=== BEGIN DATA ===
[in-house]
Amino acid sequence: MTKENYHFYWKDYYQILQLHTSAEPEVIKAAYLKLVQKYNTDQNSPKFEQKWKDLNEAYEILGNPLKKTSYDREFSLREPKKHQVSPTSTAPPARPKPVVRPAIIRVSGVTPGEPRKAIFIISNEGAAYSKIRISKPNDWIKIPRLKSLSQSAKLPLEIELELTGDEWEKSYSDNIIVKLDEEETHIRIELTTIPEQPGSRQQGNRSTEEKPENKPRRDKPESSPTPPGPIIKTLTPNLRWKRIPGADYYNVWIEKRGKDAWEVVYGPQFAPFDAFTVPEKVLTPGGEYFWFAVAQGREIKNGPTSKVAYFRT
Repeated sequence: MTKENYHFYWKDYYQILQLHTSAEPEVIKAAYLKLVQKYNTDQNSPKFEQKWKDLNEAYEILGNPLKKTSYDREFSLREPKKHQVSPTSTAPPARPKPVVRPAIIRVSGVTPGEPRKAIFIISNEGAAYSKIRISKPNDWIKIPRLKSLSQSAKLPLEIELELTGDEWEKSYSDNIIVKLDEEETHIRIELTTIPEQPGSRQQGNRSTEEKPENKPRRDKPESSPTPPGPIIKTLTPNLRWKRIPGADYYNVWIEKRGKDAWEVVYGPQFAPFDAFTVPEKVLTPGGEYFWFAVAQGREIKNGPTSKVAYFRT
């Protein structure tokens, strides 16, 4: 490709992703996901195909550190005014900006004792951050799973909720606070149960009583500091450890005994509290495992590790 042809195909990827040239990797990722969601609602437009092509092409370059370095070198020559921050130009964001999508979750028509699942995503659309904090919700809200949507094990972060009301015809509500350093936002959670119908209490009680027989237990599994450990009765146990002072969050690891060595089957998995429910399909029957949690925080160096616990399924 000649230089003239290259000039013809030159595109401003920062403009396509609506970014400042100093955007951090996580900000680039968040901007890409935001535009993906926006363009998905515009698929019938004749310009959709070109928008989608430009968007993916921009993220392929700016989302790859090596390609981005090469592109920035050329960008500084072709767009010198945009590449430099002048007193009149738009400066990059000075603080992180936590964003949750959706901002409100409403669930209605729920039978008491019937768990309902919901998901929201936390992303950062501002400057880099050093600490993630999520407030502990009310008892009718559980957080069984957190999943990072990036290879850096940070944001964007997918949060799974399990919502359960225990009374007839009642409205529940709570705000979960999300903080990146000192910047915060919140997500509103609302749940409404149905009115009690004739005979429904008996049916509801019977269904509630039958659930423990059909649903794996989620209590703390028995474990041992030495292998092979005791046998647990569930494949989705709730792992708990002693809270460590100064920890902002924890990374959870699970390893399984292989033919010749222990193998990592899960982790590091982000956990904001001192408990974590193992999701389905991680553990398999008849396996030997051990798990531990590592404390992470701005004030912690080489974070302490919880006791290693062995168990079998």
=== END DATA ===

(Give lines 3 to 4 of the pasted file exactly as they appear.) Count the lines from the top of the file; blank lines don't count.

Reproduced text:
Repeated sequence: MTKENYHFYWKDYYQILQLHTSAEPEVIKAAYLKLVQKYNTDQNSPKFEQKWKDLNEAYEILGNPLKKTSYDREFSLREPKKHQVSPTSTAPPARPKPVVRPAIIRVSGVTPGEPRKAIFIISNEGAAYSKIRISKPNDWIKIPRLKSLSQSAKLPLEIELELTGDEWEKSYSDNIIVKLDEEETHIRIELTTIPEQPGSRQQGNRSTEEKPENKPRRDKPESSPTPPGPIIKTLTPNLRWKRIPGADYYNVWIEKRGKDAWEVVYGPQFAPFDAFTVPEKVLTPGGEYFWFAVAQGREIKNGPTSKVAYFRT
């Protein structure tokens, strides 16, 4: 490709992703996901195909550190005014900006004792951050799973909720606070149960009583500091450890005994509290495992590790 042809195909990827040239990797990722969601609602437009092509092409370059370095070198020559921050130009964001999508979750028509699942995503659309904090919700809200949507094990972060009301015809509500350093936002959670119908209490009680027989237990599994450990009765146990002072969050690891060595089957998995429910399909029957949690925080160096616990399924 000649230089003239290259000039013809030159595109401003920062403009396509609506970014400042100093955007951090996580900000680039968040901007890409935001535009993906926006363009998905515009698929019938004749310009959709070109928008989608430009968007993916921009993220392929700016989302790859090596390609981005090469592109920035050329960008500084072709767009010198945009590449430099002048007193009149738009400066990059000075603080992180936590964003949750959706901002409100409403669930209605729920039978008491019937768990309902919901998901929201936390992303950062501002400057880099050093600490993630999520407030502990009310008892009718559980957080069984957190999943990072990036290879850096940070944001964007997918949060799974399990919502359960225990009374007839009642409205529940709570705000979960999300903080990146000192910047915060919140997500509103609302749940409404149905009115009690004739005979429904008996049916509801019977269904509630039958659930423990059909649903794996989620209590703390028995474990041992030495292998092979005791046998647990569930494949989705709730792992708990002693809270460590100064920890902002924890990374959870699970390893399984292989033919010749222990193998990592899960982790590091982000956990904001001192408990974590193992999701389905991680553990398999008849396996030997051990798990531990590592404390992470701005004030912690080489974070302490919880006791290693062995168990079998």